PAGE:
Roll Mart! We love you, Walmart U.


June 6, 2019

Today, Google’s Cloud brings all kinds of services down and an old school scam is still the best in town, but first…
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Walmart offers $1-a-day college tuition for its workers. How does that work?

Earlier this week, Walmart announced it will offer students free SAT prep and expand its $1-a-day college tuition program in a bid to recruit new employees.

Although Walmart’s programs do have restrictions, they can be a good deal for young workers — and they also highlight how far Walmart and other employers will go to recruit young workers in a tight market.

When the employment’s high, Walmart’s labor pool runs dry

With unemployment levels in the US at their lowest point in decades, retailers like Walmart — with 1.5m employees, the largest private employer in the US — sometimes struggle to fill job openings because applicants have so many other options.

Just 25k of Walmart’s 1.5m workers — or 1.7% — are in high school, putting the company’s number of young workers well below the industry average and inspiring the company to offer incentive programs.

Giving students debt relief is a good deal for Walmart

Walmart launched its tuition program last year in partnership with 3 colleges that offered degrees in business and supply chain management. 

Now, Walmart is expanding the program to 6 colleges and several more degrees. So far, Walmart has accepted 7.5k employees into the program, but it expects 60k to go through the program in the next 4 years.

Since most employees take courses online and Walmart gets the educational equivalent of a bulk discount, the program pays off: Similar education programs have delivered returns on investment of 129%.

A budding rivalry between Walmart U. and McDonald’s State

Other large employers have also turned to the expensive higher education to find employees: McDonald’s, Starbucks, and Chick-fil-A all offer similar tuition programs.

(S)cool beans!
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One of the oldest email scams in the book is still one of the best

An email fraud scheme launched by a single guy in Nigeria more than a decade ago has expanded into a successful, 35-person business called “Scattered Canary,” Axios reports.

As other types of fraud have become increasingly complex, Scattered Canary kept it simple, relying on basic email extortion — and it’s worked spectacularly well.

A Canary takes flight

Scattered Canary’s founder “Alpha” started running Craigslist email scams with a partner named “Omega” in 2008, and committed scams averaging $24k per month on Craigslist.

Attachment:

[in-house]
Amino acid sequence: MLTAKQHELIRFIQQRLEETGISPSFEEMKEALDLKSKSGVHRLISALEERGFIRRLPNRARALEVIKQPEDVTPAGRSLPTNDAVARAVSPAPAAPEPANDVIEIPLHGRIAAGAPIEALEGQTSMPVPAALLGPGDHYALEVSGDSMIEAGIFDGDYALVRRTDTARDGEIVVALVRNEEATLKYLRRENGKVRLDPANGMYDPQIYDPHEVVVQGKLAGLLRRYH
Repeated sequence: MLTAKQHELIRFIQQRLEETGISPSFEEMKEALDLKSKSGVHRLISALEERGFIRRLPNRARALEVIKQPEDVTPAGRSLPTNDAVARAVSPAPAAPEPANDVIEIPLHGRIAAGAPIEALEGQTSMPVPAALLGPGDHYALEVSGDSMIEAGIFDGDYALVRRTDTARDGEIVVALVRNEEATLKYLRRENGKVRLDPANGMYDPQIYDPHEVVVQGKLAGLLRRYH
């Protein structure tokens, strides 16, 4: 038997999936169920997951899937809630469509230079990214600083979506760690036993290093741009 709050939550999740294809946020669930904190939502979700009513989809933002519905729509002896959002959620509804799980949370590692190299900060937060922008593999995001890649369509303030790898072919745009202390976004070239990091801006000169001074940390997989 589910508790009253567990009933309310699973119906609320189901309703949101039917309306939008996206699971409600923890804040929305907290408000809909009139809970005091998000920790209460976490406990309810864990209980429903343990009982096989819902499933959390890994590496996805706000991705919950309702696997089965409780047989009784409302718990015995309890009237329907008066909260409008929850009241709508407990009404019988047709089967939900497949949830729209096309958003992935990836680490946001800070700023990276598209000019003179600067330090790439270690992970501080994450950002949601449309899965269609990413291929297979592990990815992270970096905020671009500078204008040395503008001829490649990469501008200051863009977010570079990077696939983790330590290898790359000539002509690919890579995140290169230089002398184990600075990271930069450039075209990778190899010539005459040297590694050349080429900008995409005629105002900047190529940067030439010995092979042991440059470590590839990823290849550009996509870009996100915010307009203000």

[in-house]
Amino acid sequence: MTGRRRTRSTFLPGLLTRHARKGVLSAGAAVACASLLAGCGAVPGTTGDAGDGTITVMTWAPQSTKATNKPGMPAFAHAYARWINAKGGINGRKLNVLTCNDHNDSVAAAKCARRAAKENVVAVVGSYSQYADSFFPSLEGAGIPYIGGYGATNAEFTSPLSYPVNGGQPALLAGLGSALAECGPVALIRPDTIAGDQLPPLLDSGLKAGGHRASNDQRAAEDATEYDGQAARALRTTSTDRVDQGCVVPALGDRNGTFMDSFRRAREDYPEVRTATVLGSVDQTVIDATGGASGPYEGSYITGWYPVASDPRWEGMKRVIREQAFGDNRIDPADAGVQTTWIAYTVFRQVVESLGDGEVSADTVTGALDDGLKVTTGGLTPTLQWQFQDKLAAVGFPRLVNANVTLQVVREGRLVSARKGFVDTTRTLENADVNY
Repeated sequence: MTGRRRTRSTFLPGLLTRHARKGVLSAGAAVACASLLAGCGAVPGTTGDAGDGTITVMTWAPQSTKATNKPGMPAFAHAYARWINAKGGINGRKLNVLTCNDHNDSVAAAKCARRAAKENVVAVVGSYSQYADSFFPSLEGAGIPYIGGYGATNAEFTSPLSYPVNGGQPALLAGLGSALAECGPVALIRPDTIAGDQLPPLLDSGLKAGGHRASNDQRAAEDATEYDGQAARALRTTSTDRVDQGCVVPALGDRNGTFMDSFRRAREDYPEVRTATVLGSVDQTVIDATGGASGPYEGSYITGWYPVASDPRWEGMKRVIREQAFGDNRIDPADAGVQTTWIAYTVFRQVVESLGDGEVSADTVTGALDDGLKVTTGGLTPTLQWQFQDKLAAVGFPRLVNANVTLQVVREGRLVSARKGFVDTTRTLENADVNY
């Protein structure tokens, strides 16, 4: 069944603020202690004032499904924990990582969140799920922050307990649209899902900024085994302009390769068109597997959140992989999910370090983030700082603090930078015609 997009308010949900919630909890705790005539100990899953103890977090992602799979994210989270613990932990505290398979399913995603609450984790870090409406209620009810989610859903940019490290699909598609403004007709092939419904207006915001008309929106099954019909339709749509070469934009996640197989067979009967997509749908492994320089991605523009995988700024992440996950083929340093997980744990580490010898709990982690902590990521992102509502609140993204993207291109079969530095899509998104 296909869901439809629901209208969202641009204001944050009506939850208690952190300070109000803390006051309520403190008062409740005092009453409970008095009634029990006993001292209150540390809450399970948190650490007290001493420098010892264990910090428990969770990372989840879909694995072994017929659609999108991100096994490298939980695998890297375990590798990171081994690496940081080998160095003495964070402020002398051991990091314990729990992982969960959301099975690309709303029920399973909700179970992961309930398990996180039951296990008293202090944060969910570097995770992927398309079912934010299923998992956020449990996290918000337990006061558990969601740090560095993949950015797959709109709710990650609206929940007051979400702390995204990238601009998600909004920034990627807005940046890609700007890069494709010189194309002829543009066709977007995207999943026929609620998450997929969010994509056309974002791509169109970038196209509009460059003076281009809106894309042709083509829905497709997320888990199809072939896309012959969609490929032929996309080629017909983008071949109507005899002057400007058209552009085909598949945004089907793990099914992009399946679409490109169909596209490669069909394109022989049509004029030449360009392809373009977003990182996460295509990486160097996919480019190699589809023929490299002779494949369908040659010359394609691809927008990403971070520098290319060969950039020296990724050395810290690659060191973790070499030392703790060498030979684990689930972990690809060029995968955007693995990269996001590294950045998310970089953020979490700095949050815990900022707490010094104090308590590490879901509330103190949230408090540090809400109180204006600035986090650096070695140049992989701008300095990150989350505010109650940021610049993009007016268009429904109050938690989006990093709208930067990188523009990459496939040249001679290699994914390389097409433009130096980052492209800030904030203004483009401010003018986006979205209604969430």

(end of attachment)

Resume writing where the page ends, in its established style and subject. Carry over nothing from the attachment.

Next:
But after diversifying to romance scams in 2010, Alpha decided to build out the business by hiring employees to assist in the scams.

A slow-and-steady type of scam

Although complex security breaches often get more press, email-based scams are still the most financially damaging type of fraud: In 2018, they cost 20k businesses more than $1.3B.

The scams may be simple, but the groups behind them are getting complex: Scattered Canary spent years “pivoting to enterprises,” and now it scams large institutions like the IRS, FEMA, and USPS.

As for “Alpha?” According to the report, today he is engaged and has 3 daughters. Ahhhh, the perks of management…

» I scam what I scam

Look, Ma — The Hustle’s on TV!

Hey Hustle readers, we’ve got some exciting news to share… Our very own Wes “This moustache was made for TV” Schlagenhauf is bringing The Hustle’s hard-hitting business news to life on video every Tuesday and Thursday at 1 pm ET in partnership with Newsy — and he’s lookin’ suavé doing it. Be sure to check him out here, and stay tuned for more to come.

Forget power outages — what happens when Google goes out?

Earlier this week, Google got weird: The search giant’s Cloud went down, taking Gmail, the G Suite, and YouTube offline for cat video-watchers across the US and Europe.

But it wasn’t just Google’s well-known products that went down: Snapchat, Apple’s iCloud, and many Nest products went offline, raising questions about the dark side of the cloud.

The terror of a Cloud-less day

Widely available cloud storage has made it easier and cheaper to store and access data than ever before.

But, as cloud technology powers more and more of our lives, it also causes more and more problems when it goes down.

Case in point: When the Cloud went down, people who use Google Fi couldn’t make phone calls, and others who own Nest devices couldn’t turn on their air conditioners, check on the sleeping babies, or even enter their locked homes.

The cons of consolidated connection

Although Google resolved its issue fairly quickly, the outage exposed the flaws of a world where most of a person’s vital services are controlled by a single company without backup.

» Cloudy with a chance of pitfalls

Editor’s Note

Correction: Yesterday, we wrote that L’Oréal’s ModiFace app uses “emoji effects” and face-optimizing AI. While that’s true of other ModiFace apps, CEO Parham Aarabi wrote us to clarify that this partnership is different, saying, “All it does is to show different colors on the lips.”

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